TWIN BROOKS ANTIQUES AND COLLECTIBLES <B>NEWSLETTER ARCHIVES</B>

Newsletter #215

May 2, 2003

Greetings Accumulators!

A couple of announcements before we call this meeting to order:

1. I'll be on The Montel Williams Show again this Tuesday, May 6. in New York City it will air on Fox 5 at 9AM. The rest of the country please check your local listings for time and station. Those Accumulators outside of the US, I don't know if you get the Montel Williams Show, but if you do, you need to check your TV listings as well.

2. I'm thinking of moving this newsletter away from Topica (the list server) to elsewhere. They are apparently connected to spamming. Each week, more and more of your addresses are bouncing because various ISPs are blocking email from Topica. I don't like the idea of them selling your email address to anyone (they deny doing that), so I have to find another provider. There are way too many of you for me to just send the newsletter out from my regular emailbox. I used to do that years ago and, once you grew to more than 1,000 subscribers, there were big problems. If anyone has suggestions about where to take the newsletter, please let me know.

FROM THE DEPARTMENT OF THEY SAY THE WIFE IS ALWAYS THE LAST TO KNOW, BUT IT'S REALLY THE GOVERNMENT
Almost everyone who's done business on eBay or any of the other online auction venues knows that online fraud exists. You've heard the stories; maybe you've even been the victim. And the bad guys get more knowledgeable every day. They are now beginning to combine auction fraud with identity theft, and it's the fastest growing segment of the crime scene. Thieves have even been able to utilize safety measures, like payment systems, as a haven for their crimes. Now, the Federal Trade Commission, along with 33 state and local law enforcement agencies, has announced 51 criminal and civil cases that have been filed as part of a coordinated effort against auction fraud. The cases, coordinated by the F.T.C. and the National Association of Attorneys General, are an important start. None of us wants the Internet regulated to death, like everything else. And I never want to see it in the hands of politicians - that'll kill it for sure. But, something has to be done about people scamming other people over the largely anonymous Internet. And certainly something has to be done to prevent them from using other people's identity to do it. Oh, and it would be great if they could solve the spam problem too.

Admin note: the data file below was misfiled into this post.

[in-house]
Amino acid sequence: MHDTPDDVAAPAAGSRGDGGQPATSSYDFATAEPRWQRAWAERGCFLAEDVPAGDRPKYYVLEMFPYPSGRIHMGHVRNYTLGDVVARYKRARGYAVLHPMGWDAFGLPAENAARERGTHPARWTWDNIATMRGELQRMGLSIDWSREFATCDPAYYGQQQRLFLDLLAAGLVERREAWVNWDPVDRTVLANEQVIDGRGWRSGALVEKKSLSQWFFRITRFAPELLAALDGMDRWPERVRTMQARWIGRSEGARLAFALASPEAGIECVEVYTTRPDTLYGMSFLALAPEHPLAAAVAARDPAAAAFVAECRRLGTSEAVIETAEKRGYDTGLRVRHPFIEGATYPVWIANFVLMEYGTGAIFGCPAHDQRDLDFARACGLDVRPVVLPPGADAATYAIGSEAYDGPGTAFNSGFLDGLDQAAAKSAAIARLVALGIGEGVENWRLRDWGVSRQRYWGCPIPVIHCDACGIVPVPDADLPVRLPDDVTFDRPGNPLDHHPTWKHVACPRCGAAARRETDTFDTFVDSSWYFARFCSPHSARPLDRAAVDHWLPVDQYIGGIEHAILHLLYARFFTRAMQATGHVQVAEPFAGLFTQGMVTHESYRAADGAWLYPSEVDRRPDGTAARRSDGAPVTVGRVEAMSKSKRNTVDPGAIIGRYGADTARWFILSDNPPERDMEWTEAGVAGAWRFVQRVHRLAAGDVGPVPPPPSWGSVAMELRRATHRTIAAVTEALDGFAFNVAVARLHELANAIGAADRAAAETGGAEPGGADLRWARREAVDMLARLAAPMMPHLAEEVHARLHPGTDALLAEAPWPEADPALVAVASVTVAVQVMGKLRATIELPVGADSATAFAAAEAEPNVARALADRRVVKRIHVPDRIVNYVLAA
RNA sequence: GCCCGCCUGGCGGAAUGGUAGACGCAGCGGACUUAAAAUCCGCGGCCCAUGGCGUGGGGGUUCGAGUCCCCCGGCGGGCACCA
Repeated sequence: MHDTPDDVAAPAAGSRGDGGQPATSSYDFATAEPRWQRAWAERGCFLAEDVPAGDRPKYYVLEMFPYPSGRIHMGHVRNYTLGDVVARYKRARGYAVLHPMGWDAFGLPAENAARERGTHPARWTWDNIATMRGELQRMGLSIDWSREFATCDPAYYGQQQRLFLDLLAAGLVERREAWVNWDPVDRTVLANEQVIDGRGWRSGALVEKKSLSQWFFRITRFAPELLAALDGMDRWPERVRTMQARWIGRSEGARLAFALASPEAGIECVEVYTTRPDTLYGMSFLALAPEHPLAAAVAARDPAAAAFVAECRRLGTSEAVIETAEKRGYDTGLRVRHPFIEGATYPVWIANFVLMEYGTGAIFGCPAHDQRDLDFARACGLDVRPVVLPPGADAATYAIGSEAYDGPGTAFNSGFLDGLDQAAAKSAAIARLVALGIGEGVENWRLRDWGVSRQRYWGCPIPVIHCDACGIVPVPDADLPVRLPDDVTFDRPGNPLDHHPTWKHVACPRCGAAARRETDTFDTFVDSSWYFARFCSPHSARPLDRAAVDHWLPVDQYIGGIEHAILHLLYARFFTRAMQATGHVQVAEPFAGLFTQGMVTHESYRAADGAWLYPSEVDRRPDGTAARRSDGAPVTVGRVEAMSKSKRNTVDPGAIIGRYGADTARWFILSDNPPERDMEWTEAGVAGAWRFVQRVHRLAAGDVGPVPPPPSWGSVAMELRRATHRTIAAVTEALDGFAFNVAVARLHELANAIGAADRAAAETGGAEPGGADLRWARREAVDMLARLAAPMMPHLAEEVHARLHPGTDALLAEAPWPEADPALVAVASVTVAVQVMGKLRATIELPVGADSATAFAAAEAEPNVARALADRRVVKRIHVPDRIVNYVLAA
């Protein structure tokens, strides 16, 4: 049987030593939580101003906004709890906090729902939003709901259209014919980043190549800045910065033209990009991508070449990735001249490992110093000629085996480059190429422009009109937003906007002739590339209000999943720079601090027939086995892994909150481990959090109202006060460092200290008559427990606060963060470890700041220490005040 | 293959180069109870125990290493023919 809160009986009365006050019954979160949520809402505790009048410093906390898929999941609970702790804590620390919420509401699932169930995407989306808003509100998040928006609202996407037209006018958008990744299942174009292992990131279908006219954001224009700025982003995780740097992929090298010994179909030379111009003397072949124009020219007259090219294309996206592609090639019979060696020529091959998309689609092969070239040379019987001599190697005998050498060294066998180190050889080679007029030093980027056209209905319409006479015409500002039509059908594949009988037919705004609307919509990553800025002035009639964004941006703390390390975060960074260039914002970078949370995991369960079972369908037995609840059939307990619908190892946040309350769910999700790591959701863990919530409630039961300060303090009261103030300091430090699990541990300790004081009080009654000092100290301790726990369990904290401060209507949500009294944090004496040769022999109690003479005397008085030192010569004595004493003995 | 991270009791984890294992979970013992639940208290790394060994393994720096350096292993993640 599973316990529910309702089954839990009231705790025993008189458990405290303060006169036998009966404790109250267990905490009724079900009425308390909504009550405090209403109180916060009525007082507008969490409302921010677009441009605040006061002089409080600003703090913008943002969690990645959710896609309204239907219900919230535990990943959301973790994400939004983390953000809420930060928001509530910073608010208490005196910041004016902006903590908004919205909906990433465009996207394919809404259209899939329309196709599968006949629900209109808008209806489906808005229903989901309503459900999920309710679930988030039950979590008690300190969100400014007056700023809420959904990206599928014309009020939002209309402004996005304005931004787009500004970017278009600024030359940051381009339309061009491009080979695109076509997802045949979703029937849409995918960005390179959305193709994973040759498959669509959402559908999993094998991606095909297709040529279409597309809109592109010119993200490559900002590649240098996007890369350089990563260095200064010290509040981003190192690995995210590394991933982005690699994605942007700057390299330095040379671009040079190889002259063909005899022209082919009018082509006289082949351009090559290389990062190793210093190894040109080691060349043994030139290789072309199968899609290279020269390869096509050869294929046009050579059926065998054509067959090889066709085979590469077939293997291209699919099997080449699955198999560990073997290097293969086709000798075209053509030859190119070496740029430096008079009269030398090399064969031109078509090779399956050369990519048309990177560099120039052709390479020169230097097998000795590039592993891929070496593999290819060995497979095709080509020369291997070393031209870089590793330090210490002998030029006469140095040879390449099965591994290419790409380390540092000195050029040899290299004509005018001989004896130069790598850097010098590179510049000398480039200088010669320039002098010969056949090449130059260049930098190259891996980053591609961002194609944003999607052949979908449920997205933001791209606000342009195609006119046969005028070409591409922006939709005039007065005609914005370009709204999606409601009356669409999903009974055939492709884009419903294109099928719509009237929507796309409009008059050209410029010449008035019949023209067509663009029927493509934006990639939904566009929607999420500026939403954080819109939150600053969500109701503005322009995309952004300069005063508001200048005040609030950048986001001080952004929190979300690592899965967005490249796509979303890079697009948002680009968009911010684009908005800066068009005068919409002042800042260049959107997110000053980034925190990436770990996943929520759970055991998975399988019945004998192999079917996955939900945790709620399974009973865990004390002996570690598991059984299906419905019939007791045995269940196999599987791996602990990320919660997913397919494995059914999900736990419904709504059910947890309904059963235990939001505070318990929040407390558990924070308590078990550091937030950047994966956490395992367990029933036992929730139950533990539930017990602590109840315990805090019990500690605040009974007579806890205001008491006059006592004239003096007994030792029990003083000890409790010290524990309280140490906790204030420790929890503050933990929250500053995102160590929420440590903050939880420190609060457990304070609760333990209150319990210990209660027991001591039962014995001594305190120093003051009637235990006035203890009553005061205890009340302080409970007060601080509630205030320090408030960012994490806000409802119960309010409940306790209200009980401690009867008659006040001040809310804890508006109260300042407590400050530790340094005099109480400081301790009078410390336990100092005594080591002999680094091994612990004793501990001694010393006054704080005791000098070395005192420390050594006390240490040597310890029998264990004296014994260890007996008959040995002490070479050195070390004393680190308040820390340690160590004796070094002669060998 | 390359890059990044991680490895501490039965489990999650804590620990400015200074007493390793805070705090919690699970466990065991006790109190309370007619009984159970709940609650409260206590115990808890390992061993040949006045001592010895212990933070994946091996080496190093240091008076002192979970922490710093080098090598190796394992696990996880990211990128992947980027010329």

GAFFES BY BIG GUNS DEPARTMENT
Coca Cola, of all companies, has issued a promotional toy robot out of Hong Kong, and available in the UK at the moment as a purchase-with-purchase. Too bad the action figure is adorned with two swaztikas on its chest. The Robocon was designed by a Hong Kong design firm, apparently one who has thus far failed to get a clue. "It's not simply a politically incorrect symbol," Rabbi Kermaier of Ohel Leah Synagogue said. "It's an emblem that represents the wholesale slaughter of six million Jews." Coca-Cola says the figurines were made according to the original Robowaru design, but a spokeswoman declined any other immediate comment. Animation International, which sells rights for Robocon and worked with Coca-Cola on the toys, says the symbols "did not have anything to do with any organisation or religion." No word on whether they next plan to produce mini storm troopers.

THE DREAD DREADS
A four-inch strand of Bob Marley's twisted hair sold at a pop culture auction in LonDon for approximately $4,000. The hair was cut off by Marley and given to a girl he'd met after a concert in London in 1980, a year before his untimely death from brain cancer. In Rastafarianism, dreadlocks symbolize a devotion to God based on references in the Bible to the holiness of uncut hair. The young lady in question apparently has lost interest in Marley's hair after 23 years of holding on to it. Now, instead of collecting hair, she's decided to collect money. The high price for the lock of hair was in stark contrast to the other Marley lot in the sale - a 12-string guitar used on his 1978 Kaya album. It didn't sell at all. No accounting for taste, is there?

SITE FOR SORE EYES The Museum of Unworkable Devices: This is a fun place. It's a site filled with the work of obsessed inventors who didn't let the laws of nature stop their creativity. All of this stuff seemed like a great idea at the time, I guess. http://www.lhup.edu/~dsimanek/museum/unwork.htm.

My Dear Accumulators, prepare yourselves to hit the yard sales and visit the shops and malls. It is finally spring, and the bounty awaits you. He Who Is The Light Of My Life and I are departing for the country house, where we are once again in deep construction mode. We'll be tiling and painting and building - when we're not out scouting. Have a great week, Accumulators. Happy hunting!
Best, Judith
Best,
Judith

2003 Judith Katz-Schwartz. All rights reserved.
Antiques and Collectibles Newsletter #215
U.S. Library of Congress
ISSN 1520-4464

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